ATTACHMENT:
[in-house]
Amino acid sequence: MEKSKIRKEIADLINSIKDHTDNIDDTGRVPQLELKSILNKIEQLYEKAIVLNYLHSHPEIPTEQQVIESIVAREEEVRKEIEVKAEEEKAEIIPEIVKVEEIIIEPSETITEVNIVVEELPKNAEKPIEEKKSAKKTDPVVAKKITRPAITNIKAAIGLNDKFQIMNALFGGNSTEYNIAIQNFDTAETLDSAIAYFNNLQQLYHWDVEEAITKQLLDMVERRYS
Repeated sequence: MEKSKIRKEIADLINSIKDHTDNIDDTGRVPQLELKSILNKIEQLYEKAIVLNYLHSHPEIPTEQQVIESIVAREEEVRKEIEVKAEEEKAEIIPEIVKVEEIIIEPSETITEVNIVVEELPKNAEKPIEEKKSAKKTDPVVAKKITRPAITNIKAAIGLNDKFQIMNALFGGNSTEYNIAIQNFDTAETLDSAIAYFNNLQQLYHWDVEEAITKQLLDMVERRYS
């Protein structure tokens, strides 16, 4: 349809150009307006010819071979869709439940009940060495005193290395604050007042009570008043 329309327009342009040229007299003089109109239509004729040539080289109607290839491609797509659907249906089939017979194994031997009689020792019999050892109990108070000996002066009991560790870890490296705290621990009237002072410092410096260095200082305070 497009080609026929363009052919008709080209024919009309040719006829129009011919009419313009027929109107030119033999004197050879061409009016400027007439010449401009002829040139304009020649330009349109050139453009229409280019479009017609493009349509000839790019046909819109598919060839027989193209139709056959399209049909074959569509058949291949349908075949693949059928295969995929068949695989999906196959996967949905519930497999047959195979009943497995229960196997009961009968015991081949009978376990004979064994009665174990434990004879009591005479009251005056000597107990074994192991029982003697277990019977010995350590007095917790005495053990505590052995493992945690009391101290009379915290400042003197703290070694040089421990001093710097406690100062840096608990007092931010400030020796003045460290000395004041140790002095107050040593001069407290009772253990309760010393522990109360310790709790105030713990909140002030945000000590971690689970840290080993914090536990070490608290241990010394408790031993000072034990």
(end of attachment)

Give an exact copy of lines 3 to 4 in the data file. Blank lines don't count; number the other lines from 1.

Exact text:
Repeated sequence: MEKSKIRKEIADLINSIKDHTDNIDDTGRVPQLELKSILNKIEQLYEKAIVLNYLHSHPEIPTEQQVIESIVAREEEVRKEIEVKAEEEKAEIIPEIVKVEEIIIEPSETITEVNIVVEELPKNAEKPIEEKKSAKKTDPVVAKKITRPAITNIKAAIGLNDKFQIMNALFGGNSTEYNIAIQNFDTAETLDSAIAYFNNLQQLYHWDVEEAITKQLLDMVERRYS
């Protein structure tokens, strides 16, 4: 349809150009307006010819071979869709439940009940060495005193290395604050007042009570008043 329309327009342009040229007299003089109109239509004729040539080289109607290839491609797509659907249906089939017979194994031997009689020792019999050892109990108070000996002066009991560790870890490296705290621990009237002072410092410096260095200082305070 497009080609026929363009052919008709080209024919009309040719006829129009011919009419313009027929109107030119033999004197050879061409009016400027007439010449401009002829040139304009020649330009349109050139453009229409280019479009017609493009349509000839790019046909819109598919060839027989193209139709056959399209049909074959569509058949291949349908075949693949059928295969995929068949695989999906196959996967949905519930497999047959195979009943497995229960196997009961009968015991081949009978376990004979064994009665174990434990004879009591005479009251005056000597107990074994192991029982003697277990019977010995350590007095917790005495053990505590052995493992945690009391101290009379915290400042003197703290070694040089421990001093710097406690100062840096608990007092931010400030020796003045460290000395004041140790002095107050040593001069407290009772253990309760010393522990109360310790709790105030713990909140002030945000000590971690689970840290080993914090536990070490608290241990010394408790031993000072034990």